If you use reward points to get airline tickets, sometimes you have to be a little bit creative. Unfortunately, there have been a number of changes in frequent flyer program terms at airlines like Delta, United and American airlines, all of whom changed the number of miles required for various award seats and, in some cases, double the cost.
Below are a few tips and tactics to get the most out of your reward cards, and the best seats. Some are easier than others but all will help you to take that next vacation a little bit faster.
The first is to sign up for several new credit cards every year just to get the bonus miles. Brian Kelly, the founder of ThePointsGuy.com, recommends this tactic but also says that consumers have to be careful because anytime you get a new credit card it could possibly affect your credit score. Kelly also says that some card issuers have become aware of this tactic and are now limiting the bonuses that new cardholders can get, requiring them to keep their account open for a certain amount of time in order to get them. Still, he believes that an airline credit card or a rewards card with a decent points transfer program can be a smart tactic. Some offer up to 50,000 bonus miles as well as waiving their annual fees for the first year.
The founder of AirfareWatchdog.com, George Hobica, says that buying miles can also be a good tactic in some cases. He advises that consumers definitely have to do their math first and, in his opinion, it’s best to skip offers at check-in or at the airport that offer to double or triple your miles earned because they’re typically the worst deals. The best are online he says, where, in many cases, a 100% bonus on miles earned can be found. Hobica also warns that, even though one mile is worth about one penny at redemption, when a consumer purchases miles it’s usually three times that amount. What that means is that the pricier a flight happens to be, the more likely that a miles purchase will work in their favor.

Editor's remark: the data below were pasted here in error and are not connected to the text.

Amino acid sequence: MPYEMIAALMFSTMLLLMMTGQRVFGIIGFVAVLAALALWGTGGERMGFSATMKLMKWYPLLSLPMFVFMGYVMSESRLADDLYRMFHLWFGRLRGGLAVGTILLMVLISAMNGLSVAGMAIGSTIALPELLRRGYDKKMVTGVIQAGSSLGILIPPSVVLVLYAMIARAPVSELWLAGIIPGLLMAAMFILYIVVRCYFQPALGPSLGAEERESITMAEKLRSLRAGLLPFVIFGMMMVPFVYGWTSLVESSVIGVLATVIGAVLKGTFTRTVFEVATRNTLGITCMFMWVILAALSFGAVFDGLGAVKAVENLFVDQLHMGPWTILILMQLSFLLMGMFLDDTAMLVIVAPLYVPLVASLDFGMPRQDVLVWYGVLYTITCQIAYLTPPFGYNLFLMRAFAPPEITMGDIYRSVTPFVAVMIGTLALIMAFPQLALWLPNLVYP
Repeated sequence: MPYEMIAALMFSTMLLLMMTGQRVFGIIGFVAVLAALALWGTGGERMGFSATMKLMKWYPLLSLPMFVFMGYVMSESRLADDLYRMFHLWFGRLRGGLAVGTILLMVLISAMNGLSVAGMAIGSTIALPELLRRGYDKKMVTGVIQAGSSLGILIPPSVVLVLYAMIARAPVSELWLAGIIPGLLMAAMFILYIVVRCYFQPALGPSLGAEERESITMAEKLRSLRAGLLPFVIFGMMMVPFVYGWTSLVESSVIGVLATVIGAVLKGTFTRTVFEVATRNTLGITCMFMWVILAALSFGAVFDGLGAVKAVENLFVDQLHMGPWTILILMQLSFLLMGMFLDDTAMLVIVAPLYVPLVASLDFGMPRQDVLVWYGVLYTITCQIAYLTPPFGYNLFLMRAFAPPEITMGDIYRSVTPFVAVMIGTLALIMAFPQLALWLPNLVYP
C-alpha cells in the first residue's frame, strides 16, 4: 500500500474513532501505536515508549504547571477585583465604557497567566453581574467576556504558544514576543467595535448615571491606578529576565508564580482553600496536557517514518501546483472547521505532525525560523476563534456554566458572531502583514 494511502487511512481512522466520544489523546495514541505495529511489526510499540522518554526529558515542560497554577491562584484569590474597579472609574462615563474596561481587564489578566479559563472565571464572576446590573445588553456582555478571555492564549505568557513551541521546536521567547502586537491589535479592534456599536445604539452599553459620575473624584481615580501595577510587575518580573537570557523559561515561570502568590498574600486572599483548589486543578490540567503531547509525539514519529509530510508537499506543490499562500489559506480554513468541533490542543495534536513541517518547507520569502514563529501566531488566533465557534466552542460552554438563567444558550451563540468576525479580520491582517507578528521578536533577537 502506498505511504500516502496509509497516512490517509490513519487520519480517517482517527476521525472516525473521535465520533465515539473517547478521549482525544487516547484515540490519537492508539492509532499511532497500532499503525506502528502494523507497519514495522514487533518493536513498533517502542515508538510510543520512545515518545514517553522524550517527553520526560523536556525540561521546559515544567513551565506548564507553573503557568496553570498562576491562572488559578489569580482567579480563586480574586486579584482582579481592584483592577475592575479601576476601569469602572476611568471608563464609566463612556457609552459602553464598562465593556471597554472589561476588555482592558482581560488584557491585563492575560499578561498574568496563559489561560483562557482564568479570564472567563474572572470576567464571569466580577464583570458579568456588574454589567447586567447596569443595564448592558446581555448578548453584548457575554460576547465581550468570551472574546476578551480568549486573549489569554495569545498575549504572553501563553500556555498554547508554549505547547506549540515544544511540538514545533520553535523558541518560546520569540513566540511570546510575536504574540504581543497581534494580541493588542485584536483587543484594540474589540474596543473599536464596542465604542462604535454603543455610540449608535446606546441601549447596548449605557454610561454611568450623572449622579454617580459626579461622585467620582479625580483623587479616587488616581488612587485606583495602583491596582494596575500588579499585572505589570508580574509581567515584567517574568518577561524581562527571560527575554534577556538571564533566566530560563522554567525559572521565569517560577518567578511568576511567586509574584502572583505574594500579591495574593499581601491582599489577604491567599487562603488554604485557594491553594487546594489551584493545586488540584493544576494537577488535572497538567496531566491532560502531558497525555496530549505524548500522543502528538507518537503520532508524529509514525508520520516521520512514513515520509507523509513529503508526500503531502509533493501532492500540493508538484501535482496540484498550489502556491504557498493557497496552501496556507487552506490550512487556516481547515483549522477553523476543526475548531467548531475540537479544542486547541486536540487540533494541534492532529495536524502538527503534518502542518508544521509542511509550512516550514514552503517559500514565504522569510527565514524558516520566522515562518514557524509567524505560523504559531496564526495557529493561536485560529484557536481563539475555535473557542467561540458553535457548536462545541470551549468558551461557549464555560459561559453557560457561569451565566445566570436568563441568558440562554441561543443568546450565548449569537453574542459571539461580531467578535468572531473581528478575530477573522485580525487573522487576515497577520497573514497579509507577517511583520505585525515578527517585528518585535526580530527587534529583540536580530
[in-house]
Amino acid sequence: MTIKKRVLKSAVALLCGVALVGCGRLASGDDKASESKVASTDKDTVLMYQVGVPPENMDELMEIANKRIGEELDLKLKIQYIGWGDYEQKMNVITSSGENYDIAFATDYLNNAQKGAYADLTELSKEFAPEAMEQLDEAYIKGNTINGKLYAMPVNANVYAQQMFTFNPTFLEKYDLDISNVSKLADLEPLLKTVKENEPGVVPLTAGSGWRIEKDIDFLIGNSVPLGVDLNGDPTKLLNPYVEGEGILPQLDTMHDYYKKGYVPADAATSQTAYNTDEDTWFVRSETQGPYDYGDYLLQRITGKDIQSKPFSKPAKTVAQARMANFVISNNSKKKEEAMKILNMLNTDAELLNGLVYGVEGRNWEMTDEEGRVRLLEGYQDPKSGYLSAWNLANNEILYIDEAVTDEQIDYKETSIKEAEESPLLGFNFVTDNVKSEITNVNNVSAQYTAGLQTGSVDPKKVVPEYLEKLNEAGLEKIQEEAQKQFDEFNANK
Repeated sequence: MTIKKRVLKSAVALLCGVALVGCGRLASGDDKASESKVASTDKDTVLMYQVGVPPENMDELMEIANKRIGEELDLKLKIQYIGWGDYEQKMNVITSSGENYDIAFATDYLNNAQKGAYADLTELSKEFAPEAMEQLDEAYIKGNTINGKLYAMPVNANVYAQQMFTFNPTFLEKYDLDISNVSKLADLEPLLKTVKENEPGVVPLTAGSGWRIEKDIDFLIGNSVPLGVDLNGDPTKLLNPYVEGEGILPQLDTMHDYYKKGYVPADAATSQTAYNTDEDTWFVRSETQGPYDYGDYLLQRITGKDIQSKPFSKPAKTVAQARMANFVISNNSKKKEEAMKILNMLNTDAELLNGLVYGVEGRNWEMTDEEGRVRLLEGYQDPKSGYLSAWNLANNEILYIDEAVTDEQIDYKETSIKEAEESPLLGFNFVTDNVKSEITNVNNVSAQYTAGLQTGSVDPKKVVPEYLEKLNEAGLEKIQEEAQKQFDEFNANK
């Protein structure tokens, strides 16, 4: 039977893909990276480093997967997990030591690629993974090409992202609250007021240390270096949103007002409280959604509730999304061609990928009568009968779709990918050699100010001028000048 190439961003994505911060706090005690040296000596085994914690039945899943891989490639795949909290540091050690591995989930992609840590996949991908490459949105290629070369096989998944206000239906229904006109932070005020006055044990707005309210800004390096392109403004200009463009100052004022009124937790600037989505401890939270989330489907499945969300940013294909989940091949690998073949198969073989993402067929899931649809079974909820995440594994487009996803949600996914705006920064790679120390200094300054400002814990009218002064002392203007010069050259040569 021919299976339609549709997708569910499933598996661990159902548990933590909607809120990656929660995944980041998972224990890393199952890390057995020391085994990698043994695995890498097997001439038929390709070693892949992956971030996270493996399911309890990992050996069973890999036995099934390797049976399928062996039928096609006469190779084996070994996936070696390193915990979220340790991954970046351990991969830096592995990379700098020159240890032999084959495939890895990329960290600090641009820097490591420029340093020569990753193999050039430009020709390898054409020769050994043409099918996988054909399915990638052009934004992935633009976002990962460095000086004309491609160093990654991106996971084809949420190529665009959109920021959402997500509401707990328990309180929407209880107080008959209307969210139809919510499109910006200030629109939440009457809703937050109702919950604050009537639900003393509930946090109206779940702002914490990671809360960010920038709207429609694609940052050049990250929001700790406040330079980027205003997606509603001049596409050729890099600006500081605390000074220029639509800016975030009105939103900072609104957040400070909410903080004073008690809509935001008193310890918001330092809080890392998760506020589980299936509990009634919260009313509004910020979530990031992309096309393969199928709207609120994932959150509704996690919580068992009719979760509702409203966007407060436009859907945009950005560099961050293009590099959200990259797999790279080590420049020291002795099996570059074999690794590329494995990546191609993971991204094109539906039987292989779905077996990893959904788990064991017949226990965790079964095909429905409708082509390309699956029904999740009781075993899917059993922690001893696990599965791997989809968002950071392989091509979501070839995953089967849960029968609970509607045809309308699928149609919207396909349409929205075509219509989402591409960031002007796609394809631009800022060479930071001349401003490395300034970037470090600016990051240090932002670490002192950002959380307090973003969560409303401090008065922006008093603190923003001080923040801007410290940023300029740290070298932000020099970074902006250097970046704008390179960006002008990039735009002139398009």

One tactic that many people have been using for years is simply to pay their regular bills, like their federal taxes, cell phone and mortgage, with their credit card and earn miles that way. The problem here is that many vendors, including the IRS, charge a 2 to 3% processing fee for doing so. This of course negates the value immediately. For those transactions that don’t have this makes sense, but only if a person pays off their credit card balance in full each month. If they don’t, any interest fees accrued would wipe out the value of any bonus miles. If you’re still keen on earning some extra miles, purchase gift cards to give as wedding gifts and graduation gifts and you can earn miles when you do.
The main point to keep in mind when trying to earn bonus miles for airline tickets is that if you actually spend more in fees, interest and charges than the flight actually costs, you’re really not going anywhere for “free”. Use common sense, pay off credit card bills on time and, at the end of the day, you should have the bonus miles you need to take that trip. Just make sure to bring us back a souvenir.